Thursday, August 2, 2012
Marcus Carey’s On the Marc: ‘World’s longest yard sale’ as good as it gets for talkers like me
As anyone who knows me will attest, I like to talk. I like to have a conversation. I like to hear what people think. I enjoy debates. And I like to just “chew the fat,” as they say, about almost everything. So the event taking place in Kentucky this weekend is about as good as it gets for me.
You see, a few years ago someone came up with the idea of a community-wide yard sale, and since then it has developed into the “Corridor 127 World’s Longest Yard Sale.” It stretches from Michigan to Alabama and involves people from all over the world. It has been featured on any number of TV shows and in hundreds of magazine articles.
Our home and farm are located right on U.S. 127 in Owen County, Ky., so in the early years of the event I would often drive a little south to visit with neighbors out in their yards under big shade trees and look over some of the old antiques they had dragged out of the barn. After a while I’d move on down the road to visit with a few more people. And while the variety of old stuff for sale intrigued me, the chance to sit and visit, chat and laugh was what really inspired me to get out and about.
As the event grew in popularity, traffic increased and we decided to sell a few things we no longer needed ourselves. We were amazed at how many people stopped by our house to look at and buy things off of an old farm wagon. The chances for new and interesting conversations increased dramatically as folks from as far away as Sweden made their way around our yard.
Then tragedy struck. A lady, not too far from us, was hit by a car as she tried to cross the busy highway from a yard sale up the road. She died from her injuries. As it turned out people had to find a place to park in the ditches along the road, run up a hill to see the treasures for sale and then try to get back to their cars all the while a constant stream of shoppers were geeking and gauking out of their windows trying to shop from the car. The Commonwealth came along and erected “No Parking” signs, but they did little good. There were too many people out on the “route” and no place to park for all of the sales going on.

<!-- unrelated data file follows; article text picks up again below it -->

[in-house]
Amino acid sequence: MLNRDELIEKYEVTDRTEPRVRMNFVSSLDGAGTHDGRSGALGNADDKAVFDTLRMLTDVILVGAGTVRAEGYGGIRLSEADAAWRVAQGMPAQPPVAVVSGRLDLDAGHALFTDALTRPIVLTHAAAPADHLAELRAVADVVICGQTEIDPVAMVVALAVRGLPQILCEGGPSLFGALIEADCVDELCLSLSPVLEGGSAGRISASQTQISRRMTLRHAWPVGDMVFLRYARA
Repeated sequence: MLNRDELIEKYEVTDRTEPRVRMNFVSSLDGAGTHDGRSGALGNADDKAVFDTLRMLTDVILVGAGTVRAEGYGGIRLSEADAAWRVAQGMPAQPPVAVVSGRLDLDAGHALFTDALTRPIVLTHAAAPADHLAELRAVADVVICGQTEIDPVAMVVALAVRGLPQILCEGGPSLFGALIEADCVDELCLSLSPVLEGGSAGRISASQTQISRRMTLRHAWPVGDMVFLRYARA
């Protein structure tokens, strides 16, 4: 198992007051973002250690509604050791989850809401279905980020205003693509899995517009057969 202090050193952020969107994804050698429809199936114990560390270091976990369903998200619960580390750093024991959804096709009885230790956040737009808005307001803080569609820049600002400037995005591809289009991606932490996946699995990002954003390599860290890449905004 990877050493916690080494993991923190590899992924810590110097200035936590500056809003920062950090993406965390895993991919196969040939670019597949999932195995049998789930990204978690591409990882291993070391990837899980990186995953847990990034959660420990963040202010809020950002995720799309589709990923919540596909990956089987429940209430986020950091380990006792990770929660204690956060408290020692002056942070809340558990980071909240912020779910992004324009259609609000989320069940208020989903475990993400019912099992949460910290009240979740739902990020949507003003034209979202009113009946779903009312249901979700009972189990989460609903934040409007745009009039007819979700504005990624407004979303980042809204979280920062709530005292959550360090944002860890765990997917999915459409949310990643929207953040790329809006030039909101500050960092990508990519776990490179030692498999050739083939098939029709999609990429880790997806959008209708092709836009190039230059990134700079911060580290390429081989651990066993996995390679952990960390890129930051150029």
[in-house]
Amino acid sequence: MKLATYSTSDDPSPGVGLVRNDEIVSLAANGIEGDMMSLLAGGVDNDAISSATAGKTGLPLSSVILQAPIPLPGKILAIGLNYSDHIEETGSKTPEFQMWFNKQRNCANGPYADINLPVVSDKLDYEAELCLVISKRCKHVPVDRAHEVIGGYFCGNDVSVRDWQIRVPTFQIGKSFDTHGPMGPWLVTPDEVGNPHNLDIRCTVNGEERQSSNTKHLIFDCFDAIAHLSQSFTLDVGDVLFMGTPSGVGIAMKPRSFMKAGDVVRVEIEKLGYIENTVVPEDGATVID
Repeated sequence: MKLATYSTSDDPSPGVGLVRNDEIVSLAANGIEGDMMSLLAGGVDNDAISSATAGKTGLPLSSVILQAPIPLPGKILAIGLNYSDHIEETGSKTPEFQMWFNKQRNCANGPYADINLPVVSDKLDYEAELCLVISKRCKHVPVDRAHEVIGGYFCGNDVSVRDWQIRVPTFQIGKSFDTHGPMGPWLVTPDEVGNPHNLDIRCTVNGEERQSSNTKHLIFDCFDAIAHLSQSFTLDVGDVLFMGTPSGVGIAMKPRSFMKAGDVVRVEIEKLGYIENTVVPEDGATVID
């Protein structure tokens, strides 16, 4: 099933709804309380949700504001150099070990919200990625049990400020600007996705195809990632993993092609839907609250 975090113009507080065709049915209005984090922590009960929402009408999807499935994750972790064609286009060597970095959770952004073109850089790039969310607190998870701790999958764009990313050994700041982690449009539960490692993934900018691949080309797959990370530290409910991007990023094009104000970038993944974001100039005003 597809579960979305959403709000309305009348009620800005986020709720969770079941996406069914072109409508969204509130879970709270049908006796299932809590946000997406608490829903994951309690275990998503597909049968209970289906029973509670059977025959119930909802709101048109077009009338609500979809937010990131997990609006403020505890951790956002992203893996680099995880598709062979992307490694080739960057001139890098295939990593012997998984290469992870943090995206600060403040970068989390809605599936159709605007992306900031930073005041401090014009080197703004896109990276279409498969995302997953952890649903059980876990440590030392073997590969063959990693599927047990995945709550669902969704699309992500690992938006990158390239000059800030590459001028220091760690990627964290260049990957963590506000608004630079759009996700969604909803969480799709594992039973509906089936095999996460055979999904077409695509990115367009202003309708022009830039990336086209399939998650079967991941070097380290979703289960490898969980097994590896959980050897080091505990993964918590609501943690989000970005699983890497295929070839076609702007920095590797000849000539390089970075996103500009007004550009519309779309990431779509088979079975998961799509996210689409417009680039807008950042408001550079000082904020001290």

My wife and I decided there had to be a better way to keep the now-famous event going and to help make it safe. We had a little 2-acre tobacco patch that we were no longer using right on the side of the road and we decided that it would make the perfect place for a yard sale lot with plenty of parking off of the highway, giving the many visitors to Kentucky a safe place to shop.
So we bulldozed the old fence out, started mowing the grass down and put up a black board fence to make it look very “Kentucky.” The next year we put up a sign and offered people a chance to set up and sell on our lot. In the beginning we only had a few friends take advantage of the opportunity, but as time went by more and more people began to call. Just a couple of years ago we started renting spots to vendors, put in some electricity and added a water source.
Now, we are happy to host quite a few people on our property as vendors and thousands of visitors driving north and south along the route of the world’s longest yard sale. We have opened up an adjoining field to accommodate the increased traffic and last year, on Saturday alone, we had 15,000 cars go through our site.
As for me I don’t sell anything anymore. I take the week off just to make sure things go smoothly, traffic flows safely and people enjoy themselves. I work hard to make the place inviting to our vendors in the hope they will return next year while I sit in my little booth (with a sign that says “office”) and get to meet people from all over the world.
Oh, and of course I spend a lot of time engaged in conversations with our visitors about where they come from, which way they are going and what they’ve seen so far. From hardened old farmers begrudgingly shopping with their wives, to cars loaded with giddy women all wearing the same T-shirts shopping ‘til they drop, the conversations go on for days, which for me is the best part of the whole idea.
You see, my love of talking with people isn’t a newly developed interest. In fact, my grandmother used to say “that boy’s been vaccinated with a phonograph needle.” And for those of you who don’t know what a phonograph needle is, get out on the 127 yard sale route, and be sure to stop by and see me. I’ll show you an old Victrola for sale in the booth across from mine, I’ll show you the needles that go with it and we can sit in the shade and chat for a bit before you head on down the road.
It’s 127 yard sale week here at Steepleview Farm. Come on by and sit a spell; I’d love the chance to chat!
Marcus Carey is a Northern Kentucky lawyer with 32 years experience. He is also a farmer, talk radio host and public speaker who loves history and politics. He is a prolific and accomplished writer whose blog, BluegrassBulletin.com, is “dedicated to honest and respectful comment on the political and cultural issues of our time.” He writes a regular commentary for KyForward.